Teachers and parents, I offer this little poster to print for free for your kids and students. Teach them to be their own best friend and to always try to be kind to themselves; it’s a very important attitude that I wish I had learnt earlier in my life!
No commercial use allowed, please. Click here to download a higher resolution.
You can find all my free printable posters HERE (in the “Free printable stuff” section).
Here’s another free printable I made to explain the scientific method to kids. This mini-poster is for personal and classroom use (no commercial use allowed). Parents and teachers, you can find a higher-res to print for your students or for home HERE.
For those who don’t know who Olga is, you can find out more about this quirky scientist girl in this book:
Here’s a little comic I made to explain consent to children (and their grown-ups). Some kids like hugs and kisses; others don’t, and it’s perfectly fine.
Teachers and parents, feel free to print it for personal or school use (no commercial use, please). Click here to download a higher-res version.
I just got my advanced copy and it looks perfect. You can preorder it HERE, otherwise it should be in store by March 13th!
I can’t wait to know what your kids think of it. Personally, I like it even more than #1! Here’s an exerpt from the Kirkus review:
“In her second science-based adventure, inquisitive Olga relies on research to help determine what ails her beloved pet, Meh.
After discovering a new species—the Olgamus ridiculus—in her last adventure (Olga and the Smelly Thing from Nowhere, 2017), fact-loving and gently misanthropic Olga has decided to leave Earth with Meh, who she’s decided must come from another planet. The black-haired, pale-skinned girl gathers information about what they will need for their intergalactic journey by visiting her favorite punk-rock librarian, Ms. Swoop, amassing space facts from the internet, and learning about astronaut-appropriate fare. However, Olga soon notices that something is wrong with Meh when her companion’s usually gentle demeanor and appearance both change for the worse. Will Olga be able to find out what is wrong with her cherished Olgamus ridiculus so they can embark upon their cosmic journey? Question-loving Olga describes herself as “grouchy,” but this seems a bit unfair; Olga is a strong—and wholly likable—character who values research and fact (usually over human interaction) and is not afraid to speak her mind, whether she’s confronting the popular girls or a vainglorious veterinarian. With pleasing, pink-toned two-color illustrations in an appealing graphic-hybrid format with large, charming artwork, this should appeal to an audience who likes their protagonists to be bold, smart, and welcoming of a gross-out joke or two.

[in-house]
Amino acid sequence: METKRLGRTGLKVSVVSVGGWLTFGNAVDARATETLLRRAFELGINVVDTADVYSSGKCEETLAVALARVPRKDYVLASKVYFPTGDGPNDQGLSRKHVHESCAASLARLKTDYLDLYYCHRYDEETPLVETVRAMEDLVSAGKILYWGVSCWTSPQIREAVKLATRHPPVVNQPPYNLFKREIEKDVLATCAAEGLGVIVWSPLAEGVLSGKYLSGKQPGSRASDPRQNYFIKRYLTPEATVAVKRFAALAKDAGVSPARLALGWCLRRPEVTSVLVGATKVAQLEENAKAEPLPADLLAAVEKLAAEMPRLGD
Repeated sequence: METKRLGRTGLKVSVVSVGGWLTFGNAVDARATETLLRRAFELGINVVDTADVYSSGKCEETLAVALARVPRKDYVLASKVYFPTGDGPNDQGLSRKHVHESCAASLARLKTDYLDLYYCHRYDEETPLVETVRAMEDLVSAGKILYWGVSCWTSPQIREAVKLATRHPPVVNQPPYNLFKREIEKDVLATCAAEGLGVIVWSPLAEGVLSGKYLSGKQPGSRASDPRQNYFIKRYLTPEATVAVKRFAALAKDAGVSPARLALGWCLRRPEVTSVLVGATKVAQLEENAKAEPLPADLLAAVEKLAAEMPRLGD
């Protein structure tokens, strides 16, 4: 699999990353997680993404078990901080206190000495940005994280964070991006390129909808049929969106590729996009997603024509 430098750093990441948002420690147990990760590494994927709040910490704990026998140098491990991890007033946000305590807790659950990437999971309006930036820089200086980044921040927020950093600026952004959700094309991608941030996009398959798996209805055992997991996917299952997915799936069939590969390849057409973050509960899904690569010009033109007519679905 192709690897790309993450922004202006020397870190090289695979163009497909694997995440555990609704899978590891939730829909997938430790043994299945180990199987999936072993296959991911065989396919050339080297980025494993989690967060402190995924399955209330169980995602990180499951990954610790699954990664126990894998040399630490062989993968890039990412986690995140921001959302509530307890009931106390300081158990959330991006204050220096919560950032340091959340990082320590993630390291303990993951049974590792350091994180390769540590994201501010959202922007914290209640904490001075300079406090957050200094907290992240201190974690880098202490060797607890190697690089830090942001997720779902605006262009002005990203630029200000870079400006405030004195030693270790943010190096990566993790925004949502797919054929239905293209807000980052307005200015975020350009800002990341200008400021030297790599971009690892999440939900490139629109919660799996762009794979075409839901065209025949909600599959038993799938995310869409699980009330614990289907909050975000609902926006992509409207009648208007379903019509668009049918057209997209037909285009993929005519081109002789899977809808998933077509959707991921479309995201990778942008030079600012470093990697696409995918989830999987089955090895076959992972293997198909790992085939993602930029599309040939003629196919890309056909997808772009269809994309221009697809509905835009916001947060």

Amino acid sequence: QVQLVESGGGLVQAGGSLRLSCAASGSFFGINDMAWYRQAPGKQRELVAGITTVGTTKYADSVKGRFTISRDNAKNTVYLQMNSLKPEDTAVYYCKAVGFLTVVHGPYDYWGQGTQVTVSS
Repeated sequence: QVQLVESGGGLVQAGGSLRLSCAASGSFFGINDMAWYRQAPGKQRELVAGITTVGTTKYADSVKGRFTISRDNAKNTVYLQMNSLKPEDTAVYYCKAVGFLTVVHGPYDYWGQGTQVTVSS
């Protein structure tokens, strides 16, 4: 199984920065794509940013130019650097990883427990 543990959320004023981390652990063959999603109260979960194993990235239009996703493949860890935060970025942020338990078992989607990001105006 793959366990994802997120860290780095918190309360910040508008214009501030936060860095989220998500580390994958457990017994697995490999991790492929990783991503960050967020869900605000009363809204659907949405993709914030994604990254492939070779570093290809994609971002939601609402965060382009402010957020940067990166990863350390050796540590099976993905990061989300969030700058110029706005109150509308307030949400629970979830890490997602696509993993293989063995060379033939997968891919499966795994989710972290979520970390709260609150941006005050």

A well-wrought sophomore offering with a delightfully unconventional heroine. (Graphic/fiction hybrid. 7-11)”
Here’s a little poster I made to counter gender stereotypes. Teachers and parents, feel free to print it for personal or school use (no commercial use, please). Click here to download a higher-res version.
You liked the “Girls can be” mini-poster and many of you asked if I would make a boys version. Here it is!
Teachers and parents, feel free to print it for your classrooms and at home (no commercial use, please). Click here for a higher-res image.
If you want to discuss gender stereotypes further with your kids, you’ll find “Artsy boys and smelly girls”, a free e-book, here.
I made these illustrations of little girls who grew up to change the history of science and technology.
Teachers and parents, feel free to use these to show your kids great role models. I will add more.
You can also find the series on Facebook HERE. Your suggestions are welcome!